Haiti at the verge of civil war, will Venezuela follow?
By Aleksander Boyd
London 10.02.04 – A civil up rise is threatening the government of Jean-Bertrand Aristide. News sources report that the Haitian police have retaken the town of Saint Marc that was controlled by rebels. The strife started last Thursday in the city of Gonaives and has spread to 11 towns across the country. UN, US and French officials have expressed their utmost concern regarding the violent situation sending an appease message to those involved in violent acts.
These acts, as sad and unfortunate as they are, reflect the dangers that ruthless and whimsical leaders face. It is known that Aristide was placed at the top with the helping hand of Clinton. He promised to bring a number of changes to the country and at one time his popularity was high in the polls. Ten years down the road Haitians are totally fed up with his abuses, his repressive militias and rampant corruption. As a Venezuelan I can’t help but sympathise with the people of Haiti in the same way I feel deeply for the misery forced upon the people of Cuba.
Aristide, Castro, Chavez, Mugabe, Hussein… What is the difference between them? Last night I heard that a 16 year old student from Zimbabwe was gang-raped by Mugabe’s police just because he was present in a demonstration that took place the last time the English Cricket team played in the country. Citizens of Cuba cannot access the Internet to keep abreast of news or anything considered harmful by the master of the revolution. In the meantime his Venezuelan counterpart sends 7.000 youngsters to Cuba to receive tactical training akin to eliminate the recall referendum. When the people get upset and start taking justice in their own hands the majestic international community swiftly steps in to condemn riots and violence. However they are incredibly silent when it comes to ostracise pathological criminals as the aforementioned.
It seems as if it is all right for heads of State to do as they please with the lives and wellbeing of citizens, a sort of Carte Blanche self-assigned once in power and condoned by the international community. Why was not the same community deeply worried only three weeks ago? It is perhaps due to the fact that human beings have to be killed in order to prompt action or condemnation? Hypocrisy springs to my mind. Fidel Castro can torture, kill and imprisoned individuals who dare to call out for freedom but that’s OK because the bloody Americans have placed an embargo on Cuba. Hugo Chavez can lead coups, kill innocents, manipulate, alter, and wipe his ass with the concept of the Rule of Law and Democracy, send his thugs to intimidate public officials, never mind though because the CIA was supposedly involved in the brief ousting of last year. That provides –in contract terms- with enough consideration to justify his actions. Now Aristide’s [having an appalling record of human rights abuses and maladministration] rule is threatened and the world cries foul. Can anyone please have the kindness of explaining to me why?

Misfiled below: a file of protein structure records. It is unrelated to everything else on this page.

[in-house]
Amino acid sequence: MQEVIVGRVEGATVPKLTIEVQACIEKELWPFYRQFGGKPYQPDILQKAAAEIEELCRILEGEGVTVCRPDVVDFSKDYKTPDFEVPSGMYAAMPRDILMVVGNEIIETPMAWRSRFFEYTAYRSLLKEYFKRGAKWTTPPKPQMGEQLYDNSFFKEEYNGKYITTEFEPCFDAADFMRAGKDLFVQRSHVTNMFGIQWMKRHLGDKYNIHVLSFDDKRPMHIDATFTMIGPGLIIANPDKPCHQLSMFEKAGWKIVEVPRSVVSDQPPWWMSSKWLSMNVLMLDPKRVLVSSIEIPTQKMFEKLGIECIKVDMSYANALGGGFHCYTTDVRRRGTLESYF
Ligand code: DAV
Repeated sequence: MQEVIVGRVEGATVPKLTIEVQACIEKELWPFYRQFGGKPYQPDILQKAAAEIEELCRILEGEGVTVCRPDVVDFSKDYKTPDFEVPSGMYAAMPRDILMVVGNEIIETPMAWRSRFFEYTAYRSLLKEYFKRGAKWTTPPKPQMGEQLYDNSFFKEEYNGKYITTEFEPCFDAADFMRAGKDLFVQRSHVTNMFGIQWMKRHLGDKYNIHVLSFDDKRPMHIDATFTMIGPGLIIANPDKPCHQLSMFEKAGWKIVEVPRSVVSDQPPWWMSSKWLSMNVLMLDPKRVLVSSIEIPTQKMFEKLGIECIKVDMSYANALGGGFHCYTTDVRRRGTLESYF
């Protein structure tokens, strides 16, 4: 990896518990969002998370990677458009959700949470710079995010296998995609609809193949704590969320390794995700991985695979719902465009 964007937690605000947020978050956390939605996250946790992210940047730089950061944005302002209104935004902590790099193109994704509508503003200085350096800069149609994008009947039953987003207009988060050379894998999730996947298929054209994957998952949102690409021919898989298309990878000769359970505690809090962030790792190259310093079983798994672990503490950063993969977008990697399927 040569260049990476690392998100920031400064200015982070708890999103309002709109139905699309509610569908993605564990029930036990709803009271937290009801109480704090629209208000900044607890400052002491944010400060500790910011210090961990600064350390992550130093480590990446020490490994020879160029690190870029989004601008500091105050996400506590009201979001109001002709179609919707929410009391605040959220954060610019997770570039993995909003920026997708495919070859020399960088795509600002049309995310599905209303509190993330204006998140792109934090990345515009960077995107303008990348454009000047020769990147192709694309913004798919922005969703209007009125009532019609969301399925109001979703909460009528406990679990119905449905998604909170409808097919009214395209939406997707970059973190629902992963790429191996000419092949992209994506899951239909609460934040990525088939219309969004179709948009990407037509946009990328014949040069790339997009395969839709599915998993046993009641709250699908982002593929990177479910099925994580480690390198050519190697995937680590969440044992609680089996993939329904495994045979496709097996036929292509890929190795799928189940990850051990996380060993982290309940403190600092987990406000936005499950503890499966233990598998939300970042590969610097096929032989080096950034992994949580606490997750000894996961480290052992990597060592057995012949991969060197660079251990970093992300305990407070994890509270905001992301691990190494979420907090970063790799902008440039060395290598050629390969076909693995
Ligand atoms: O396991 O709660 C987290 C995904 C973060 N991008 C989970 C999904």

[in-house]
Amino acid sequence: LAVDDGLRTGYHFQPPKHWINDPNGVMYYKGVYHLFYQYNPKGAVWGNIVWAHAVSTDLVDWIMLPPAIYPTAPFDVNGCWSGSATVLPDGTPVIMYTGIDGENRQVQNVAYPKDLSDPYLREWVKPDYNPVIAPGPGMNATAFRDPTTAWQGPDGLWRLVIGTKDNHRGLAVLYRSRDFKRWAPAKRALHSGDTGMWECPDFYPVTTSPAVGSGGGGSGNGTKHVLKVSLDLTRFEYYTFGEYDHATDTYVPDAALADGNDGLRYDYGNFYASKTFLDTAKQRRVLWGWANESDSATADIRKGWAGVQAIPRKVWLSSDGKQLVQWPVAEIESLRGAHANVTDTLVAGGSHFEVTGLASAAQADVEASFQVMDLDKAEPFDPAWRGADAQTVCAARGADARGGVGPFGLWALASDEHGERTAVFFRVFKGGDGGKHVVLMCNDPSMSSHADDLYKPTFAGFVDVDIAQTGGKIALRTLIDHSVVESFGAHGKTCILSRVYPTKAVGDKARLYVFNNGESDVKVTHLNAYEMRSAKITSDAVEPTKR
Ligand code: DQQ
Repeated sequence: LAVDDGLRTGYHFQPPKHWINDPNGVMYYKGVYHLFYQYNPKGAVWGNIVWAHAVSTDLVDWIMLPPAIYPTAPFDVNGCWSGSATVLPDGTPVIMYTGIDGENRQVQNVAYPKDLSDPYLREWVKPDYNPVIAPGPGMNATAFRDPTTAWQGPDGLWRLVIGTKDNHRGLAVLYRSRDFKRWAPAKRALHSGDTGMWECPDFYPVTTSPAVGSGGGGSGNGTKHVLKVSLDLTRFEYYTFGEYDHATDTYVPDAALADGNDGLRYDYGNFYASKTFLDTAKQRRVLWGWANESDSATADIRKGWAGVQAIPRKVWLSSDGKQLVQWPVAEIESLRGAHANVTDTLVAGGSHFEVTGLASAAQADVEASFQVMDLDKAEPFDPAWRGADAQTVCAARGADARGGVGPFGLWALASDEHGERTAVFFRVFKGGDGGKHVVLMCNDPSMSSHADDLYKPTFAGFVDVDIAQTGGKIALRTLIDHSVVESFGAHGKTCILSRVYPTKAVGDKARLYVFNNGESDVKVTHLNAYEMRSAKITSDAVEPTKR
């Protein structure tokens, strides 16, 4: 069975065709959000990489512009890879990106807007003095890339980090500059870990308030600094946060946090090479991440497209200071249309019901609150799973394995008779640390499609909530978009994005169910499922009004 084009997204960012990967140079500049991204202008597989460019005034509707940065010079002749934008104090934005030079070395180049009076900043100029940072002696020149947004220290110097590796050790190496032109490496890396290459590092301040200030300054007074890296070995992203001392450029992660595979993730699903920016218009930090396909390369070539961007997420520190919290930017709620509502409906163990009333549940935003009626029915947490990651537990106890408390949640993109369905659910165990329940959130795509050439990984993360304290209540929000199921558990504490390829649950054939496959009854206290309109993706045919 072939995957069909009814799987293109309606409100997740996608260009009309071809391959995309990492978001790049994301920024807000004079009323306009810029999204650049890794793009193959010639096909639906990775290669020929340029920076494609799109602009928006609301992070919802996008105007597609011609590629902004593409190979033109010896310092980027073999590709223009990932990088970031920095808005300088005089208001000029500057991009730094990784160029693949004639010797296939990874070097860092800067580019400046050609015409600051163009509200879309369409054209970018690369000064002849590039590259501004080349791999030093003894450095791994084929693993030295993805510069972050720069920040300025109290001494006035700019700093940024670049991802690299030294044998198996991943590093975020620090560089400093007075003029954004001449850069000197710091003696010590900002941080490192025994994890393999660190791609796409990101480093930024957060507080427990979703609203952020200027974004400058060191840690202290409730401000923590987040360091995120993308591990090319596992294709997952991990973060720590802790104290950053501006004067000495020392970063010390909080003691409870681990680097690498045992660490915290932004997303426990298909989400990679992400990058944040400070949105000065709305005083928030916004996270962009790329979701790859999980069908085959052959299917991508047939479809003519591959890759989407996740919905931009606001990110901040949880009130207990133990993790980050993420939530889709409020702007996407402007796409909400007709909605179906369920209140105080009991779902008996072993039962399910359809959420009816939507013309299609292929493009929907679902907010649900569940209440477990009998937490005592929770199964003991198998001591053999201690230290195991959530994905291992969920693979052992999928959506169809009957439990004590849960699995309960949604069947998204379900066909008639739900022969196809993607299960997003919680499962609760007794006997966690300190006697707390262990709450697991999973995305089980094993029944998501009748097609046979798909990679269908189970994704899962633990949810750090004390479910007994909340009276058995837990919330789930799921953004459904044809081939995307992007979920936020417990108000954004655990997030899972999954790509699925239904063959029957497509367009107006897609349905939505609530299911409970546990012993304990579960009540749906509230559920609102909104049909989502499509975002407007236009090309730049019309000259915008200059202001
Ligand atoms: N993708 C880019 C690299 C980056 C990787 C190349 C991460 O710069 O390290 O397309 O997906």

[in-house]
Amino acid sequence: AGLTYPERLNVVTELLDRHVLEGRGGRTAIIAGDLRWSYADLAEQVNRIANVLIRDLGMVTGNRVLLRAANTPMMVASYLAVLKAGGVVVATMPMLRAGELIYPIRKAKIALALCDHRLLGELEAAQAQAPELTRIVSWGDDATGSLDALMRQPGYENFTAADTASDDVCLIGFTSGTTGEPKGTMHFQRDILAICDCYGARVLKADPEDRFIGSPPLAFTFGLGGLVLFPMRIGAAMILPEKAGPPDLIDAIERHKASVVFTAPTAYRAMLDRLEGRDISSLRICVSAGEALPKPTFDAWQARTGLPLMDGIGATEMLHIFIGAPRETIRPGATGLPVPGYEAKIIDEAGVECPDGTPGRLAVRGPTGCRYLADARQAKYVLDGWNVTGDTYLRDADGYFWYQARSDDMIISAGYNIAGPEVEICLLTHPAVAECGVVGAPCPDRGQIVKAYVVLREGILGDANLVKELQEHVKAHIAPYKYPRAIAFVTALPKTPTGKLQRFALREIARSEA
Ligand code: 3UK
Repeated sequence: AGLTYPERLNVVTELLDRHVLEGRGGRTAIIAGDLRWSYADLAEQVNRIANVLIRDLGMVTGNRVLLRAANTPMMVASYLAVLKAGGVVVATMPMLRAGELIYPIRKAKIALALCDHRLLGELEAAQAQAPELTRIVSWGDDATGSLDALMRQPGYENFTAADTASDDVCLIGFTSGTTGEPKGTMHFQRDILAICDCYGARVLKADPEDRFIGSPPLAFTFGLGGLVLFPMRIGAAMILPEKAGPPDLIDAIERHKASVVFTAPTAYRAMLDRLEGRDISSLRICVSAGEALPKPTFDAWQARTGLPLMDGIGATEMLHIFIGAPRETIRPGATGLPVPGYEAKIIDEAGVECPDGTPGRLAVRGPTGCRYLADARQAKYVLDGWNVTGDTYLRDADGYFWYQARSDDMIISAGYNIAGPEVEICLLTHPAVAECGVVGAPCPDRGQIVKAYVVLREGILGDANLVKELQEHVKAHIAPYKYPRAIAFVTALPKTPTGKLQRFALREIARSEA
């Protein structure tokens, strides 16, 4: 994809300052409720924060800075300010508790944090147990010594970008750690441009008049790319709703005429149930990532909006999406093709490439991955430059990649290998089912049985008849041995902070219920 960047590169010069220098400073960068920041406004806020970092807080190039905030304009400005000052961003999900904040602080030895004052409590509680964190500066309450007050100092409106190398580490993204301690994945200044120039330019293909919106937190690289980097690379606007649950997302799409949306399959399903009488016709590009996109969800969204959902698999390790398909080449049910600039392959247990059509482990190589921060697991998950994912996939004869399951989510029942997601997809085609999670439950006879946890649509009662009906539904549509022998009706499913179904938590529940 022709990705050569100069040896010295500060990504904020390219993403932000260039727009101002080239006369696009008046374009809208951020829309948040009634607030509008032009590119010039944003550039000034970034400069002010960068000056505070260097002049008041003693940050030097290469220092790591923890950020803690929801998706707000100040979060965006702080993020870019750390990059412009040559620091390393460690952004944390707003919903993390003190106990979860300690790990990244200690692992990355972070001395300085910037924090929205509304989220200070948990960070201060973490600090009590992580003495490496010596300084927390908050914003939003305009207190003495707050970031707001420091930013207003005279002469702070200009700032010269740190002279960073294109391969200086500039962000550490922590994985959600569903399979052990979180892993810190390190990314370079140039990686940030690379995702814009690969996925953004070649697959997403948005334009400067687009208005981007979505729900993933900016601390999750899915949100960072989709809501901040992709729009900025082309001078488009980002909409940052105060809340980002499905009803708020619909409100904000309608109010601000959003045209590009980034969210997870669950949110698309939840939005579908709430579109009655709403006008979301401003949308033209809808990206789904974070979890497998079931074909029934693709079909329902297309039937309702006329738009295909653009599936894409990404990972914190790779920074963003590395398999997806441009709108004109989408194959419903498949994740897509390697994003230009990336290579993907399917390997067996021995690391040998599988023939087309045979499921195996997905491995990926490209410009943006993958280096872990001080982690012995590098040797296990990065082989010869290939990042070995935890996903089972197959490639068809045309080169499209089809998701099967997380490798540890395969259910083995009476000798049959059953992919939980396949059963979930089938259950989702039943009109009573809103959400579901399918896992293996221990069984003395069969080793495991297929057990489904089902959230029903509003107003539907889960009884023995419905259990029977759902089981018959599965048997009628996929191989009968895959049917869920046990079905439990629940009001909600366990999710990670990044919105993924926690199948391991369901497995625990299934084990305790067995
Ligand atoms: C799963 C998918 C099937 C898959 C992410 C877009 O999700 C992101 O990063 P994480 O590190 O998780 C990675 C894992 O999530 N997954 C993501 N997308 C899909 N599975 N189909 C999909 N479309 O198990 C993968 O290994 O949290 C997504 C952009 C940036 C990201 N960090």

Diosdado Cabello and Lina Ron -two of Chavez' most staunch supporters- expressed in unequivocal terms a few days ago that there won’t be referendum in Venezuela. Minister of Infrastructure and former Vice-President Diosdado Cabello said “If two million signatures have to be eliminated, then they will be eliminated. I don’t give a f… about the international community.” Street thug Lina Ron stated “there is a possibility that the CNE will allow the recall referendum, we can not accept it, I foresee that whether the answer is one or the other there is going to be a combat. My party is composed of the radicals, the tough ones, the violent ones.”
Should Chavez and his gang block the constitutional and democratic recall, will the people of Venezuela robbed of their freedom and democracy be criticized by the international community if they decide to constitutionally [Art 350] oust the president? We shall see.
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